Thursday, 15 Nov 2018

Experiential Advertising – Where Live Advertising is Exploding

Experiential advertising is the talk of the advertising industry because it combines search, social, and digital with the human senses of sight, hearing, smell, taste, and touch in order to form marketing connections organically. It’s thought that these organic connections will create memorable and impactful experiences that will build true brand loyalty that won’t easily be forgotten.

Recently, Layne Braunstein, founder of Fake Love, a New York Times owned advertising agency, gave a Tedx talk on experiential advertising.

How does defining experiences relate to advertising?

There’s a lot of talk all over advertising that advertising is dead as we know it. And that’s true, dead advertising is dead but live advertising is exploding, and it’s called experiential.

With traditional advertising, what a brand is basically doing is telling you, I want you to feel a certain way and I want you to buy my product. That’s a very passive and forgettable experience when you consider that advertising has the ability to change the world forever. In today’s new world of advertising, brands want to be influenced by you, and that is a big deal and super important.

How do we engage with the users and consumers of today?

First of all, you can’t look at people as consumers or users, you have to look at them as humans. Experiential to me is environmental to human design. What that means is that you walk into a space, that space curates itself and is a beautiful back and forth between you and it.

Experiential is not a medium but a belief. It’s a belief that when you walk into one of those experiences you will get emotionally connected to that experience and your life will be forever changed, and that’s a big deal. That is something that brands and advertisers have been trying to do for a really long time. That’s why experiential will be forever agile and I say this a lot, but it’s the last bastion of advertising.

What Makes an awesome experiential campaign?

  1. Active, Not Passive Engagement – An example of this is going to an event and there’s a bar with some influencers there, some local fashion designers putting some stuff on the wall and there are some cool 80’s movies projected on the wall also. That’s a pretty cool event, but it’s just an event. But if you go to an event and there are some influencers at the bar and they want to play some cool video games with you to create some custom cocktails and then you walk up to some local fashion designers and they each give you a spray can and then you and the fashion designers spray paint all of the clothes and you get to take them home with you and then when you look at 80’s movies projected on the wall you see your face instantly in all of them, that’s experiential — and it’s super cool.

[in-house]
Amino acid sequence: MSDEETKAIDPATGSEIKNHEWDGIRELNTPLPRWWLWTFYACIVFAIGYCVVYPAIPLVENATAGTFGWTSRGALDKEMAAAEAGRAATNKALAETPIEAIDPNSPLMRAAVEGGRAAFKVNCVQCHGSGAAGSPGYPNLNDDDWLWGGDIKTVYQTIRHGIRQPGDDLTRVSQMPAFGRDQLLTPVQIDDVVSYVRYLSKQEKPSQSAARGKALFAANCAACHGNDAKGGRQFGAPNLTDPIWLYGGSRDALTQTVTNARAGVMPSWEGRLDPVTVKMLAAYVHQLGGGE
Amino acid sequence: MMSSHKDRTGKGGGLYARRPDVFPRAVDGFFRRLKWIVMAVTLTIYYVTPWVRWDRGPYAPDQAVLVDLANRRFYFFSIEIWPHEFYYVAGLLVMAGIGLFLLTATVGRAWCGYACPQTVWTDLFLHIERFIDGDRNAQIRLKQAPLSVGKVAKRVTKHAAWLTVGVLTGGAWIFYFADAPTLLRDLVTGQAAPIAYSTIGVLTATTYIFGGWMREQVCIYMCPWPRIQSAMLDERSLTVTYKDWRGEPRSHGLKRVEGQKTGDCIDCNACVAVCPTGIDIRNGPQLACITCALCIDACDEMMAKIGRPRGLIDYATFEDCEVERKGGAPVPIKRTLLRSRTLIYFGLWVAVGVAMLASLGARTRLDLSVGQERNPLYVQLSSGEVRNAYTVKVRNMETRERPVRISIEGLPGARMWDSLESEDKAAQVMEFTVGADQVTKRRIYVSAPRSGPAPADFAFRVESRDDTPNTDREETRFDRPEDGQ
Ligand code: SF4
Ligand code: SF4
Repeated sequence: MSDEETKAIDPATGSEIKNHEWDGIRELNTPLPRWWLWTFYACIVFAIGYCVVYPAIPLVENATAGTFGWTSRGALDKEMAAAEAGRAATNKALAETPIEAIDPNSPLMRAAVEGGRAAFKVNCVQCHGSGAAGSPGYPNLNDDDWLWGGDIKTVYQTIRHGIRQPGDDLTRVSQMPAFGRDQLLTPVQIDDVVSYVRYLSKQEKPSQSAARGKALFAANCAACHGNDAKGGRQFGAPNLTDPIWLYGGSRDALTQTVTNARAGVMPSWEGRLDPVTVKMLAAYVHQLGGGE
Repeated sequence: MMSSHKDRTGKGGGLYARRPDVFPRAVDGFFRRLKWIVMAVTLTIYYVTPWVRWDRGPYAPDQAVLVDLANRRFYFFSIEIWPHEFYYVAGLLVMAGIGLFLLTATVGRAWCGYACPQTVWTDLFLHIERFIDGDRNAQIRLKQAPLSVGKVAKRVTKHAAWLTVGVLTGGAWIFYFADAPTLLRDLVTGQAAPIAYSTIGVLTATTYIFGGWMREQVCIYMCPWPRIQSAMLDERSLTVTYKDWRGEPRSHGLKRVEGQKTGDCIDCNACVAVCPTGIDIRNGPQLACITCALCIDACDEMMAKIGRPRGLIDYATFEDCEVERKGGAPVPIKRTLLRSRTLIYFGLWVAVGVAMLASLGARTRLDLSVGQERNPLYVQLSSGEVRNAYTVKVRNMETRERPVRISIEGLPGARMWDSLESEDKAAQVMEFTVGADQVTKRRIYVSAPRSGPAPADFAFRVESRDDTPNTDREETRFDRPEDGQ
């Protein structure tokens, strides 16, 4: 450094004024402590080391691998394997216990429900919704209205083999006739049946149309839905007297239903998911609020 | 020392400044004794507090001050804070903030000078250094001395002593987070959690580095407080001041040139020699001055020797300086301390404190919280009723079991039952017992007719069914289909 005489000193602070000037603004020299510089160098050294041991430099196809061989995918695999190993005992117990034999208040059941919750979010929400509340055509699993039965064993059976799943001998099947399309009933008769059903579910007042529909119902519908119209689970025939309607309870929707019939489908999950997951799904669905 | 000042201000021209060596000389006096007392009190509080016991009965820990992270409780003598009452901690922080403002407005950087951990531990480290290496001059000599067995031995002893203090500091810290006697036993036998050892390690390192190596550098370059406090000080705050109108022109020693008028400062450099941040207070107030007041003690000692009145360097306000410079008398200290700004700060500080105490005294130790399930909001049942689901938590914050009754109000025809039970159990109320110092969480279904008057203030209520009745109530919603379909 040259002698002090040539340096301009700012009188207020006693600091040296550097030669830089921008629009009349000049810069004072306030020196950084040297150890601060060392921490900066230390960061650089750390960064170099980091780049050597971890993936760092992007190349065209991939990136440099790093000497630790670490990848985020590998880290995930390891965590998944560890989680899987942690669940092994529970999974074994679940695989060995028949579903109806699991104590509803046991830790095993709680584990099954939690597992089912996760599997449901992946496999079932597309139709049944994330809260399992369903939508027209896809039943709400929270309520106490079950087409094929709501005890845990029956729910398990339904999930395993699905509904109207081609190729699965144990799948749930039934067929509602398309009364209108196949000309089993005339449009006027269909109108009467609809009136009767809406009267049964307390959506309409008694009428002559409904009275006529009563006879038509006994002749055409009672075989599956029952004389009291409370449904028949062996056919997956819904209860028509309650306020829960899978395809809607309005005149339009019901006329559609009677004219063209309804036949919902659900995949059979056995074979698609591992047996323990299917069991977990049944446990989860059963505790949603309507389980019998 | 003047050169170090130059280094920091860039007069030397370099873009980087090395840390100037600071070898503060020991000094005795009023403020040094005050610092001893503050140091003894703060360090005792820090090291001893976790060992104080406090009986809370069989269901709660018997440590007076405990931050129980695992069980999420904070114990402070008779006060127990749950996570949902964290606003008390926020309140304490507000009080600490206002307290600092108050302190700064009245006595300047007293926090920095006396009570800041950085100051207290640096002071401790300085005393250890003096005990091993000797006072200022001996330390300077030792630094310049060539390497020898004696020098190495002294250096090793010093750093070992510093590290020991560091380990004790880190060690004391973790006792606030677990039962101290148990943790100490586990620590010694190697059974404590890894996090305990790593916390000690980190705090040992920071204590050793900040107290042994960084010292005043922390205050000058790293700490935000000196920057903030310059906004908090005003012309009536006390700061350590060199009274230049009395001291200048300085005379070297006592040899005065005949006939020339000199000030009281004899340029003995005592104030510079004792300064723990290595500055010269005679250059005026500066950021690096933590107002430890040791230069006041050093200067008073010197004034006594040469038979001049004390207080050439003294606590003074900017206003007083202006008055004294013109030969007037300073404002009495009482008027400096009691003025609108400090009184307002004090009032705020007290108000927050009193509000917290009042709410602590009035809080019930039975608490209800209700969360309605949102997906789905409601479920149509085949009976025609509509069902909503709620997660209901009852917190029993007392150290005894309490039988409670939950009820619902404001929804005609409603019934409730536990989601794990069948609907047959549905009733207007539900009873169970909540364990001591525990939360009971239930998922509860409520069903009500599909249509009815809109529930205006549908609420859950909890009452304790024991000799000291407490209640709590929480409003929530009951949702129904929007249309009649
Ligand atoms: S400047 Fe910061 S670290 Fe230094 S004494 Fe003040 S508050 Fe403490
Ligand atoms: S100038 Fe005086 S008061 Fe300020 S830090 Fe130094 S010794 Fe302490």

2. It Has To Be Live – Simply put, if you go to a music concert it’s probably pretty fun but it’s just music. But if you go to a music concert and there’s haptics on the floor and there’s scent in the audience and there’s a generator of live visuals based on the music, that’s experiential.
  3. An Experience Has To Be Multi-Sensory – What that means is it hits all of your senses. It hits sight, hearing, smell, taste, and touch.

What Does This Look Like In Real Life?

As a whole, an active live multi-sensory engagement creates the most honest and memorable experience of them all. Here are some experiential advertising projects that we (Fake Love) did:

Google and Coke:

This is a project we did for Google and Coke where basically you can send a free coke and a video message to a stranger anywhere in the world.